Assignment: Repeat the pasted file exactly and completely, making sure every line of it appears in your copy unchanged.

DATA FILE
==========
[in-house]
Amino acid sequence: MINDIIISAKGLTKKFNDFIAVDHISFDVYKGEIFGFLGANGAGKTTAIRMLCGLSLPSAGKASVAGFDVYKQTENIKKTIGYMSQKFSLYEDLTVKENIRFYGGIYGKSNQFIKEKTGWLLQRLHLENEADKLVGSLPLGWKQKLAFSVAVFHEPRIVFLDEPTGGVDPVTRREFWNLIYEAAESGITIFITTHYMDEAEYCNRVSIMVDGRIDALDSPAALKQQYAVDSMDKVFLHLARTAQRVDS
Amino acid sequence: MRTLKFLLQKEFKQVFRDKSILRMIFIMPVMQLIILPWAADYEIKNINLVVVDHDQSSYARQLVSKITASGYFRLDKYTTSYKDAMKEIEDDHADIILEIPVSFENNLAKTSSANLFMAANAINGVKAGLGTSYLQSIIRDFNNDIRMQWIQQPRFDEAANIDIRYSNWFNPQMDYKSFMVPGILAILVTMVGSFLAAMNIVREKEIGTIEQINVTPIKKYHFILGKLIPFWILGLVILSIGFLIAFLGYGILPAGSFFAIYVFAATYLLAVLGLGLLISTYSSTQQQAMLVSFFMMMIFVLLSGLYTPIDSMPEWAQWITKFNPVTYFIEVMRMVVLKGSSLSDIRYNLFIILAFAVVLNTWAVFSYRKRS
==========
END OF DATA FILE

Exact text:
[in-house]
Amino acid sequence: MINDIIISAKGLTKKFNDFIAVDHISFDVYKGEIFGFLGANGAGKTTAIRMLCGLSLPSAGKASVAGFDVYKQTENIKKTIGYMSQKFSLYEDLTVKENIRFYGGIYGKSNQFIKEKTGWLLQRLHLENEADKLVGSLPLGWKQKLAFSVAVFHEPRIVFLDEPTGGVDPVTRREFWNLIYEAAESGITIFITTHYMDEAEYCNRVSIMVDGRIDALDSPAALKQQYAVDSMDKVFLHLARTAQRVDS
Amino acid sequence: MRTLKFLLQKEFKQVFRDKSILRMIFIMPVMQLIILPWAADYEIKNINLVVVDHDQSSYARQLVSKITASGYFRLDKYTTSYKDAMKEIEDDHADIILEIPVSFENNLAKTSSANLFMAANAINGVKAGLGTSYLQSIIRDFNNDIRMQWIQQPRFDEAANIDIRYSNWFNPQMDYKSFMVPGILAILVTMVGSFLAAMNIVREKEIGTIEQINVTPIKKYHFILGKLIPFWILGLVILSIGFLIAFLGYGILPAGSFFAIYVFAATYLLAVLGLGLLISTYSSTQQQAMLVSFFMMMIFVLLSGLYTPIDSMPEWAQWITKFNPVTYFIEVMRMVVLKGSSLSDIRYNLFIILAFAVVLNTWAVFSYRKRS